We’ve all heard the stories—or seen the DIY reality television shows—where hapless homeowners attempt their own renovations and discover that their brand new refrigerator won’t fit where they planned because they didn’t measure everything quite right. Or they got the measurements right, but they can’t get the fridge into the kitchen through a narrow doorway.
But it’s not just unfortunate weekend DIYers who have those kinds of problems. Whether you’re working on a renovation of your lab, or designing a lab from scratch, it’s always a good idea to measure carefully and plan ahead or risk discovering that your dedicated lab furniture isn’t the right size for your laboratory. Here are some handy tips to make sure you can install everything where it needs to go—and avoid those embarrassing installation situations.
Tip #1: Measure Every Step of the Way
Especially if you work in a large facility, taking delivery of your dedicated lab furniture can be a challenge. If your lab isn’t on the ground floor, you will need to make sure that there is a freight elevator large enough to handle your delivery, as laboratory furniture tends to be wider and heavier than standard office furniture.
In fact, we suggest that you walk every step of the proposed delivery pathway, from truck to lab, before you even order your lab furniture. Note the measurements of the furniture and take the time to make sure all the hallways, doorways, steps, corners, and elevators can accommodate it—along with the dolly it will be carried in on. If you’re not certain it will work, spend some time with your facilities manager to see if he or she can suggest an alternate route or a clever idea to get around any tight corners.
Tip #2: Prepare a Dedicated Lab Furniture Layout
Of course, once you get your new furniture into the lab, you need to know that it will fit where you want it. This is where those old tried-and-true methods are the most effective. Get yourself a sheet of graph paper and cut out some small scale models of each piece of furniture, as well as any freestanding instruments that must fit into your lab. Draw your lab to scale on the graph paper, including all built-in countertops, cabinets, etc. Then figure out where all your movable furniture and machines will go.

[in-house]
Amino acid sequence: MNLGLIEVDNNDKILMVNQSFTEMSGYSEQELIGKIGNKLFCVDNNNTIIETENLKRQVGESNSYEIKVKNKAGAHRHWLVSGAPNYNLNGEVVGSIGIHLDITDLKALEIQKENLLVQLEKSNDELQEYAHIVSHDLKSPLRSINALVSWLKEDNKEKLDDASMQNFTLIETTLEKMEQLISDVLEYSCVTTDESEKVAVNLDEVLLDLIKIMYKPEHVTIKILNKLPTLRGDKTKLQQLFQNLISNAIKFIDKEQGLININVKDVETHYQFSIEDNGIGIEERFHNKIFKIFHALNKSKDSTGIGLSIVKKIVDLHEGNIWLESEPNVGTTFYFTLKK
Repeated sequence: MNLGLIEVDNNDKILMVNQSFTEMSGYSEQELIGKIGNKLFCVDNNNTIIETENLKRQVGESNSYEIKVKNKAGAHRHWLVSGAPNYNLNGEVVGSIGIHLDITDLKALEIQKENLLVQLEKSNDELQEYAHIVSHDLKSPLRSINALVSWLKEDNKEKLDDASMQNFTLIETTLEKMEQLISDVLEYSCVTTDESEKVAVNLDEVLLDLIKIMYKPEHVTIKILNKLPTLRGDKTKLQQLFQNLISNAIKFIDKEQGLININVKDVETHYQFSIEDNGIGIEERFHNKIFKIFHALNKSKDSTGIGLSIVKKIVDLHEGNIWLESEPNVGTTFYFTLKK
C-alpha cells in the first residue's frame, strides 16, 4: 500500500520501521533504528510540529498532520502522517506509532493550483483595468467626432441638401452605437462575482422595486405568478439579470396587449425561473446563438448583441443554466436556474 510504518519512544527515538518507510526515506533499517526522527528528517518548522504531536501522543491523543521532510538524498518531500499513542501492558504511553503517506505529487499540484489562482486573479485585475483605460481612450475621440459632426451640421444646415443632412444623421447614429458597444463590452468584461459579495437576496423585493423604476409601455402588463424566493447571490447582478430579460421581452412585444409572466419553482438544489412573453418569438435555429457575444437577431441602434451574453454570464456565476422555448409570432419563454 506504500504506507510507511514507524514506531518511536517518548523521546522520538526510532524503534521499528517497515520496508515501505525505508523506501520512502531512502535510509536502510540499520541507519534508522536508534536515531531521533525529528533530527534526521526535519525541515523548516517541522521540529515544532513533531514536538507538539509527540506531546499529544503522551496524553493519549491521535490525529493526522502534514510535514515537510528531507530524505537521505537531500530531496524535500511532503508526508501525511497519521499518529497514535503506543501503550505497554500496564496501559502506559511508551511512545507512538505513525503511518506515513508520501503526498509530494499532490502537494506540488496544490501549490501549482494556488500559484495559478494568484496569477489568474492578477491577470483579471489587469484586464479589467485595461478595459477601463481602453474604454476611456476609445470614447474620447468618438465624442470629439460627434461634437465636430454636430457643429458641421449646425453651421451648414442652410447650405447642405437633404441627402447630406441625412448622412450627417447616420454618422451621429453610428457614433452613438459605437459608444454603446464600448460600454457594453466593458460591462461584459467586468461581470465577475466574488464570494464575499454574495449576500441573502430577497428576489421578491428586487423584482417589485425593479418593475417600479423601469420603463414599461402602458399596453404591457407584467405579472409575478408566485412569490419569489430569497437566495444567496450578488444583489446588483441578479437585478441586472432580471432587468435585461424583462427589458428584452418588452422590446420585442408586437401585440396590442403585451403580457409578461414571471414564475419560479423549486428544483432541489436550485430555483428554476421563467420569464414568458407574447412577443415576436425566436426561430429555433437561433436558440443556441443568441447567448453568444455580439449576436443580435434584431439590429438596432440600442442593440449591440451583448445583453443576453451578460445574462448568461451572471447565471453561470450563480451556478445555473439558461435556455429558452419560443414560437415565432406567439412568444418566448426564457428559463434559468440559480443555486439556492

Of course, you can probably also get one of your assistants to create all this on their computer, setting up a proposed lab layout for your review and feedback.
Tip #3: Match the Furniture with the Utilities
Once you’ve drafted your graph paper layout, you will want to make sure to integrate utilities connections into the picture. Water, power, and waste lines need to be adjacent to the machines and workspaces that need them. (Lab safety will certainly be compromised if, say, your fume hood is on the wrong side of the lab!)
It’s also important to determine whether you will have enough electricity available to safely power all your instruments. And make certain that the proposed arrangement functions from a workflow perspective as well.
Tip #4: Talk with the Dedicated Lab Furniture Experts
If you’re planning the purchase of some lab furniture, feel free to give us a call here at ionBench. We’ve heard all the move-in horror stories, and we know exactly how wide our benches are, so we can help you determine which furniture choice is best for your particular lab—and for the path you’ll use to get it there.